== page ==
Troy Clarkson

It’s been a dozen years since I wrote this column after my friend Dave shared his wonderful and heartwarming story about how his Falmouth had made such a difference in changing his life. He continues to thrive in our community. Dave, and so many Falmouthites like him who make our community such a special place to live, is one of the primary reasons I consider it a privilege to write this column. Happy Thanksgiving to all of Falmouth. Here is Dave’s story:

”As we bask in the wonderful memories (and delicious leftovers) of yesterday’s celebration of that day nearly 400 years ago when near strangers celebrated their thanks together, we should all take time to ponder that for which we are grateful. You see, I have come to believe that one of the things that allows me to remain grateful—full of thanks on this Thanksgiving Day—is remembering and recounting stories about this community—our community—that keep me full of gratitude. I’d like to share one with you that was shared with me recently. It demonstrates my appreciation for Falmouth on this most thankful of days.

Fran was a hard-working mom with four great kids ranging in age from 18 to 7. She and her husband had a beautiful house here in Falmouth, and had what appeared to be a storybook small town life. On a November day not unlike today, her husband left for work and never came home. He had a heart that knew few bounds when meeting others, but that could beat no longer. Fran, at 36, was left alone and in shock, wondering how she would care for her kids, never mind how to manage a Thanksgiving dinner for them. Without a second thought, her neighbor Sue, a summer resident but year-round friend, opened her home in Connecticut to Fran and her family. That Thanksgiving and the Christmas that followed were but the first of countless kind and selfless acts from Fran’s Falmouth neighbors that would help keep the family together during such a devastating time. Make no mistake, the love, faith, and sometimes sheer will of Fran to stabilize her kids’ lives and surround them with her boundless love were the glue that kept the family intact, but it was the love and support of neighbors, linked by geography as Falmouthites but connected by an unbreakable sense of community that helped the family thrive.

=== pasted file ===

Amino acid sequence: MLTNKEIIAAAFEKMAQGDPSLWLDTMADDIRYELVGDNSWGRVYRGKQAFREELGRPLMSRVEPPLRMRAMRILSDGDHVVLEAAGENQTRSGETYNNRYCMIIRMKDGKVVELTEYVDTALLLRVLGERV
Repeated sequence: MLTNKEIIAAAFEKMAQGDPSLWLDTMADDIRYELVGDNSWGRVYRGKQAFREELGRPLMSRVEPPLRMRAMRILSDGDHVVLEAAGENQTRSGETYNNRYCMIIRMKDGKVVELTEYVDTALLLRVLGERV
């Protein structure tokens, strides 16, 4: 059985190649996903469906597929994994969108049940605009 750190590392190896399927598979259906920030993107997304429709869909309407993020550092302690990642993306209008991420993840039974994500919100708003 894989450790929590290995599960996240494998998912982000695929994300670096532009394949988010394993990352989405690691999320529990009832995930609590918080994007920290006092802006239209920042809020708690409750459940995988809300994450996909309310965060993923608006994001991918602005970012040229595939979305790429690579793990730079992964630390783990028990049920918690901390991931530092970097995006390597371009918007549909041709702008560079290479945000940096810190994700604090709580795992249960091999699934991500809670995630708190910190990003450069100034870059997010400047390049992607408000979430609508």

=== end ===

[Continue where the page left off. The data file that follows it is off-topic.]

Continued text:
And thrive they did. Buoyed by random acts of kindness ranging from free care from a local orthodontist to visits to the house from Boy Scout leaders, to the watchful eye of caring teachers at Falmouth High, Fran’s kids grew up as good kids—and became good citizens—with much having been given by the Falmouth community.

Falmouth’s kindness, though, was not yet done with this family. A generation later, Fran’s son Dave showed up, as he did most days, on her doorstep for Thanksgiving unstable on his feet, the result of that day’s escape in a bottle that had become his only trusted friend and at the same time his mortal enemy. Dave lost his footing as he entered Fran’s house for that day of thanks, resulting in a couple of broken ribs, a shattered ego, and a broken man. He needed help; his family and his Falmouth were there. Dave’s journey continued, and he got the help he needed—from a newfound faith and a new set of Falmouth friends who joined together in fellowship—but there he was, the same age as his dad was at his demise, sober but jobless and penniless, contemplating how he would take care of his wife and kids, never mind Thanksgiving and Christmas.

Like neighbors and friends had more than 20 years before, Falmouthites filled up Dave’s fridge and a month later his Christmas tree in a selfless display of neighborly love. This time, the Falmouth Service Center and its dedicated volunteers played a part as well—and helped out with regular supplies of food and advice on keeping Dave’s new way of life part of his future.

Yesterday, Fran, Dave, and all of their family, including a roomful of grandchildren, celebrated America’s day of thanks—and they did it together as a family and together here in Falmouth.

When Dave recounted this heartfelt story to me I realized, as I wiped a tear from my cheek, that similar stories are all around this community—if you look and listen. So look, listen and give thanks for this day and this town—for our community—our Falmouth.

So, even though we may have been physically distant and even virtual for our celebrations of gratitude with family, friends, and others who need love and support, we can still think of how Dave’s life—and the lives of his family and friends—has changed because Falmouthites reached out to help a neighbor in need. Let that spirit stay with us throughout this holiday season.”

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